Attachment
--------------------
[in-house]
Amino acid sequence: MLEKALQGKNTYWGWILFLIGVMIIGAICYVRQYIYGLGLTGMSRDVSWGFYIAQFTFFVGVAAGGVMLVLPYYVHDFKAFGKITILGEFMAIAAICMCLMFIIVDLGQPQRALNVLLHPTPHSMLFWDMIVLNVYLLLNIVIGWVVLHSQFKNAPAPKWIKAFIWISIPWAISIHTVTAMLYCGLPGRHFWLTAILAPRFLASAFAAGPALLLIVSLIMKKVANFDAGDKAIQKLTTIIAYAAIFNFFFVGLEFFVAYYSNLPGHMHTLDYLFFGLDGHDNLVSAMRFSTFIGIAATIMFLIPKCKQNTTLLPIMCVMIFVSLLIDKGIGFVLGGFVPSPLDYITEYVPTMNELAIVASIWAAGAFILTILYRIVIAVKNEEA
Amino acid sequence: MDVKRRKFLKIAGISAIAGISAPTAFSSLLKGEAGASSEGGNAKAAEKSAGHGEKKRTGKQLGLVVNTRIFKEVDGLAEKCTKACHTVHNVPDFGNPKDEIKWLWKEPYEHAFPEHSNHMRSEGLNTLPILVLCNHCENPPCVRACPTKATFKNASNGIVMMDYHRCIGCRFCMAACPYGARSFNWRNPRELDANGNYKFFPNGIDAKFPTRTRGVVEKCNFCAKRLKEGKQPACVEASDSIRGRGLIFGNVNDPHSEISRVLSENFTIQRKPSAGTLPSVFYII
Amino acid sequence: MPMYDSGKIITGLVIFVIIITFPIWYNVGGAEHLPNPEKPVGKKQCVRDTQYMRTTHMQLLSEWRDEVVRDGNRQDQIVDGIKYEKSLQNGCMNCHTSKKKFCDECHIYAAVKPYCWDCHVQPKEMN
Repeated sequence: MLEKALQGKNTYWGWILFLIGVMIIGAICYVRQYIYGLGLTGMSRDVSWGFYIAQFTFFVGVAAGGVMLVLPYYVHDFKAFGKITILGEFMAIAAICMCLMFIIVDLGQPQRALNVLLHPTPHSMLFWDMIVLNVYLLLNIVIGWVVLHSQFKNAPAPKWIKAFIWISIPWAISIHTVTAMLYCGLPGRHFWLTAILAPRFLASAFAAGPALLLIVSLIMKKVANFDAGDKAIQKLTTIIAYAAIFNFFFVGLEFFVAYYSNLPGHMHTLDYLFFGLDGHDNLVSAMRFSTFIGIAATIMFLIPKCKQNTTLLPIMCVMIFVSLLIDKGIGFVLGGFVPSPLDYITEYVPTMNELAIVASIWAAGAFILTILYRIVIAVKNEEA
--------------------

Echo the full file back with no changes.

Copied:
[in-house]
Amino acid sequence: MLEKALQGKNTYWGWILFLIGVMIIGAICYVRQYIYGLGLTGMSRDVSWGFYIAQFTFFVGVAAGGVMLVLPYYVHDFKAFGKITILGEFMAIAAICMCLMFIIVDLGQPQRALNVLLHPTPHSMLFWDMIVLNVYLLLNIVIGWVVLHSQFKNAPAPKWIKAFIWISIPWAISIHTVTAMLYCGLPGRHFWLTAILAPRFLASAFAAGPALLLIVSLIMKKVANFDAGDKAIQKLTTIIAYAAIFNFFFVGLEFFVAYYSNLPGHMHTLDYLFFGLDGHDNLVSAMRFSTFIGIAATIMFLIPKCKQNTTLLPIMCVMIFVSLLIDKGIGFVLGGFVPSPLDYITEYVPTMNELAIVASIWAAGAFILTILYRIVIAVKNEEA
Amino acid sequence: MDVKRRKFLKIAGISAIAGISAPTAFSSLLKGEAGASSEGGNAKAAEKSAGHGEKKRTGKQLGLVVNTRIFKEVDGLAEKCTKACHTVHNVPDFGNPKDEIKWLWKEPYEHAFPEHSNHMRSEGLNTLPILVLCNHCENPPCVRACPTKATFKNASNGIVMMDYHRCIGCRFCMAACPYGARSFNWRNPRELDANGNYKFFPNGIDAKFPTRTRGVVEKCNFCAKRLKEGKQPACVEASDSIRGRGLIFGNVNDPHSEISRVLSENFTIQRKPSAGTLPSVFYII
Amino acid sequence: MPMYDSGKIITGLVIFVIIITFPIWYNVGGAEHLPNPEKPVGKKQCVRDTQYMRTTHMQLLSEWRDEVVRDGNRQDQIVDGIKYEKSLQNGCMNCHTSKKKFCDECHIYAAVKPYCWDCHVQPKEMN
Repeated sequence: MLEKALQGKNTYWGWILFLIGVMIIGAICYVRQYIYGLGLTGMSRDVSWGFYIAQFTFFVGVAAGGVMLVLPYYVHDFKAFGKITILGEFMAIAAICMCLMFIIVDLGQPQRALNVLLHPTPHSMLFWDMIVLNVYLLLNIVIGWVVLHSQFKNAPAPKWIKAFIWISIPWAISIHTVTAMLYCGLPGRHFWLTAILAPRFLASAFAAGPALLLIVSLIMKKVANFDAGDKAIQKLTTIIAYAAIFNFFFVGLEFFVAYYSNLPGHMHTLDYLFFGLDGHDNLVSAMRFSTFIGIAATIMFLIPKCKQNTTLLPIMCVMIFVSLLIDKGIGFVLGGFVPSPLDYITEYVPTMNELAIVASIWAAGAFILTILYRIVIAVKNEEA